AIP Moroccan Beef Skillet

AIP Moroccan Beef Skillet

A hearty meal starring ground beef, greens and winter squash. Slightly sweet, seriously savory. Comes together in a snap and the oven does most of the work, and if you’re anything like me I look for reasons to turn on the oven in the colder months. I pulled this recipe together “chopped” style, out of ingredients we had on hand (from Cliff’s in Caldwell)

Moroccan Beef Skillet

2 Tbsp Lard or other oil

4-6 cloves finely chopped garlic

1 diced onion (sm/med)

2 tsp Golden Spice Blend

1 1/2 tsp Pink Himalayan Salt

1 lb ground beef (thanks to my friends the Lidral’s at Windswept Acres, you guys raise the best beef!)

1 cup broth or stock

3-4 cups German Sweet Potato Squash, Banana Squash or other hard fleshed winter squash

1 bunch Chard or Kale, medium chopped

In a large oven proof skillet with lid, heat the lard, add the garlic and the spice blend. Once garlic has started to brown add the onion and salt, cook until golden. Add the ground beef, crumbling it as it browns. Deglaze pan with broth. Add Squash and Chard, distribute evenly throughout, cover and place in 450F oven until squash is fork tender (about 20-25 minutes).

Drizzle with 1/4 cup Pomegranate molasses and fresh Pomegranate arils if it suits your fancy. Garnish generously, don’t be shy!

Ground Beef Squash and Chard st4.jpg

Lemon Parsley Garnish

1 Lemon, Zested and Juiced

1/2 bunch Parsley, finely chopped

1 med shallot, finely chopped

1/2 tsp Pink Himalayan Salt

1/4 cup good Olive Oil (* edited to include substitution of Garlic Toum because #toumislife)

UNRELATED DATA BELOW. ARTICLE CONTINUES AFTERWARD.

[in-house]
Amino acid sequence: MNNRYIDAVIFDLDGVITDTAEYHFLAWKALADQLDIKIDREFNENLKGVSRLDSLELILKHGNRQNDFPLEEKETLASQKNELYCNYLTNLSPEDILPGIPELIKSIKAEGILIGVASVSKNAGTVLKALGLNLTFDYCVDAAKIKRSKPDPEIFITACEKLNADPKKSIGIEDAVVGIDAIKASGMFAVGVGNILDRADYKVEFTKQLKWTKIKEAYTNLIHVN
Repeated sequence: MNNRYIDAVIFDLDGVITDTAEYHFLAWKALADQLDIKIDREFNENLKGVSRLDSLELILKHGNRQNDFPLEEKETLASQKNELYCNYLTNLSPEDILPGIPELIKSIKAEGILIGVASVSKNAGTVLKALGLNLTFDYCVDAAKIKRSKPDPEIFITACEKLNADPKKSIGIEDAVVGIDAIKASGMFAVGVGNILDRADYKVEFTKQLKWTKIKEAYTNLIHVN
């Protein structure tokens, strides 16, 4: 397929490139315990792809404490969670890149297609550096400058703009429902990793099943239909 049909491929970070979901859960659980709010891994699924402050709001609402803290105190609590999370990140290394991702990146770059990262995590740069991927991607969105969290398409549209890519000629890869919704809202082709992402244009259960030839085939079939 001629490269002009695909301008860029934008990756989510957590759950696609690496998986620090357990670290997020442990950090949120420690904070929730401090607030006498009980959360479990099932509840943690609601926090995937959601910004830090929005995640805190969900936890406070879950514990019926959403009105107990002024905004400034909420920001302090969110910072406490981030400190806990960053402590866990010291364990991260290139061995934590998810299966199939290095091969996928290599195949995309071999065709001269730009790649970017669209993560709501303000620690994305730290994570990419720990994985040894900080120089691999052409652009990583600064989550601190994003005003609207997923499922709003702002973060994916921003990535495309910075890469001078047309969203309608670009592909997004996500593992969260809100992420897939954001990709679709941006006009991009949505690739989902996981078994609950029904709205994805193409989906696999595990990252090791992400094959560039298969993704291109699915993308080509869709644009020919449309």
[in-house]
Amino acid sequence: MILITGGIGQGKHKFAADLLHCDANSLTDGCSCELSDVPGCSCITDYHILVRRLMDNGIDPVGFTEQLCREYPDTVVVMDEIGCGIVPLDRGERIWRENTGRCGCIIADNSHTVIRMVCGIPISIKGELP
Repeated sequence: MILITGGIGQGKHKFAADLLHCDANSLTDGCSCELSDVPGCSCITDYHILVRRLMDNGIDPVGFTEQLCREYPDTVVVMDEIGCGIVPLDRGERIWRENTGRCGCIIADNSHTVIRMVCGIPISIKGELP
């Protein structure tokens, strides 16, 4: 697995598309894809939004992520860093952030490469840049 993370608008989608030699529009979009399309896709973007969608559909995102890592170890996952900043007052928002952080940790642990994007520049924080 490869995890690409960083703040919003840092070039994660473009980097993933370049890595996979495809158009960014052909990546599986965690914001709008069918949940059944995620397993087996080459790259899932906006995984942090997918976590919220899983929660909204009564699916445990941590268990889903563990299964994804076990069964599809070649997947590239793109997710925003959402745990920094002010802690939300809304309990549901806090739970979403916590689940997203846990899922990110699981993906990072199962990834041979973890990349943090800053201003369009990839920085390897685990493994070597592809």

Combine all ingredients in small bowl. You may have leftovers here, but they keep for a week and are sure to brighten any rich savory dish. If you’re anything like me and tend to eat herbs like salad you probably won’t have much left. Pomegranate isn’t necessary at all for a delicious dish, but it takes the dish to a whole new level of delicious and packs a nutritious punch.

Gremolata.jpg


A note on prepping the chard or other leafy greens—it is helpful to remove the bulk of the leaf from the stem, then to chop the stem and strips of the leaves for a more uniform chop. In dishes where you want to barely cook the greens you can add the stem pieces to the saute before the greens since they take longer to become tender. Biggest thing to keep in mind is nobody likes to feel like livestock when they’re eating greens, make sure they are small enough to be eaten in one bite.

Remove leaves from stem before chopping for a more uniform chop

Remove leaves from stem before chopping for a more uniform chop

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